I have a name. It arrived in the mail last week. Bonney Lee Eva King. That’s me. An official declaration by the Province of British Columbia on January 23, 2014. It was printed on one of those cheesy government certificates that are the same color as our fifty dollar bill. So it must be real.
Truth is, it feels surreal. And ironic.
Surreal, because it’s been a long time coming. I was 24 when I learned I wasn’t who I thought I was. Some of you know this story from a previous blog post called, “What Happens in 204 Stays in 204 and the Fine Art of Secret Keeping.”
The truth about my mistaken identity was revealed by the government of Canada when my ex-husband, who was my boyfriend at the time, and I decided to go to Europe. We mailed off our passport applications and within weeks he got his, no sweat. All I got was a letter from the government saying, essentially, that I didn’t exist.
Ridiculous. Preposterous. Insane. Impossible. Laughable if it wasn’t happening to me.
Little back story on the back story.
This is the conversation between me and Ma the night I called her to find out what the hell was going on. Taken from that original blog post, it went down something like this:
“Ma, a strange thing happened when I tried to get my passport.”
“What’s that dear?”
“I got this letter from the government saying I don’t exist.”
“Glo told me everything Ma.”
Silence followed. By a pregnant pause. By more silence.
“Ma why didn’t you just put The Old Man’s name on my birth certificate?”
“I didn’t know I could.”
So the truth was, I did exist. I just had a different last name than the one I had been using for 24 years. Legally it was same as my three older siblings. And appallingly, the same surname as their biological father, Ma’s infamous, and rarely spoken of, first husband.
Since Ma and The Old Man never married, I was their illegitimate child. Isn’t that a quaint expression? I think all children are legitimate. And once born, belong here on earth. Precious and valued. Being a veritable product of the sixties, I like to think that I was their “Love Child.” I can feel the earth in Northwestern Ontario rumble as the two of them roll over in their shared grave.
For decades I was crippled by an illogical fear that it would be intensely complicated, far too time consuming, and downright next to impossible to get my name legally changed. I viewed it as a colossal mess beyond anything I could handle, much less fix. Overwhelmed doesn’t even begin to describe how I felt. I was also intimidated by the Big Government machine that declared me nonexistent at 24. This grew so epic in my mind that it prevented me from taking even the teeniest baby-steps towards change.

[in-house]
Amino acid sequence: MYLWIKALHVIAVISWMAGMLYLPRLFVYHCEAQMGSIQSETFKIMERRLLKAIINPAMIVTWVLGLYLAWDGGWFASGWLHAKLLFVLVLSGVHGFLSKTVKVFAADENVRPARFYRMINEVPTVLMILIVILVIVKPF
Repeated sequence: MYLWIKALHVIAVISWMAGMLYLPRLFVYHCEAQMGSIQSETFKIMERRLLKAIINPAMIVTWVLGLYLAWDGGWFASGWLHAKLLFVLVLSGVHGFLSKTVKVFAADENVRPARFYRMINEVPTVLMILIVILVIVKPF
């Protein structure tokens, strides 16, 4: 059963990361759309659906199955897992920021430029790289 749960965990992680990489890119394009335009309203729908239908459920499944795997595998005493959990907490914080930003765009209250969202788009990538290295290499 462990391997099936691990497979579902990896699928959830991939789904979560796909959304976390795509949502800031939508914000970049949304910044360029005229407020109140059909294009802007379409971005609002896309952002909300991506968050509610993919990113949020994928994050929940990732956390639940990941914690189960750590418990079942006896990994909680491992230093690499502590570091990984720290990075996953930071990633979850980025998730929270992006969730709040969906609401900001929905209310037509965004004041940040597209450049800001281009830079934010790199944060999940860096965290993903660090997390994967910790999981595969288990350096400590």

I was stuck.
Then something happened last summer that was a pain in the ass at the time. But turned out to be the proverbial kick in the ass I needed to transform my thinking. And take action.
I went to get my Drivers License renewed. No big deal. I do it every five years. Except this year, the Government of BC had implemented a new policy. Who knew? Not me. My bad.
Here’s my “Dummies” version. To provide better security, in a world of ever increasing fraud and deception, our Health Care Cards and our Drivers Licenses, or some other form of legal identification with a photo, are now connected. They’ll both be stored together like conjoined twins in one of those big bureaucratic organisms that is way beyond my comprehension. There’s also a hitch. Caveat. Proviso.
The names on both cards have to match.
And mine would have, had there not been an unfortunate typo on my Drivers License. I knew about the typo but it had been a non-issue until this new government policy was instated.
The plot thickens.
I also learned on that fateful summer day that if I didn’t have a connected Health Card Card/Drivers License I could be in big trouble in five years. The government health coverage, for which I have been paying up the yin-yang for years, will be compromised. Or worse. Null and void. I’m no Psychic but I see a hot mess on the horizon.
That was all it took. Scared the shit out me. Imagine a Canadian without health care. Unthinkable.
Long story short.
I finally went through the process of changing my name. One small step at a time. In the end it was no big deal, cost a little over $300 and a bit of my time here and there. Worth every cent and every second.
Now for the ironic part.
It took over 20 years and a chunk of money to get divorced from my first husband. Remember him? The guy I was going to go to Europe with when I was 24. During that 20 years, E and I were living together, had a Love Child of our own and in 2011, after a painful year of litigation, were married on the top of the hill behind our home. The night before we got married we filled out the paperwork with our Pastor for the marriage license.
In the space for my name I wrote, Bonney Lee Eva King.
At the Vital Statistics Agency I learned that, in my particular case, the most expeditious way to change my name would be to use the one on my marriage license. It was a ground zero document and a good place to start.
That presented a disconcerting conundrum.
Do I take the last name of the man I just spent over 20 years extricating myself from because it’s the swiftest thing to do? Do I take E’s last name because we are now legally married? Or do I change it to something completely different like Zelda Zooey because it might be fun to reinvent myself as a borderline fool?
In the end, I chose the name on my marriage license. Not because it was the quickest and easiest way out of all this messy name business. But because I’ve spent more time with that name than any other. It’s become part of my identity. Without realizing it, I grew into the name. It’s me. Feels right. Resonates. When I see it on paper, I recognize it.
Besides, I love the nickname and writing handle that goes with it.
Boo King. That’s me too.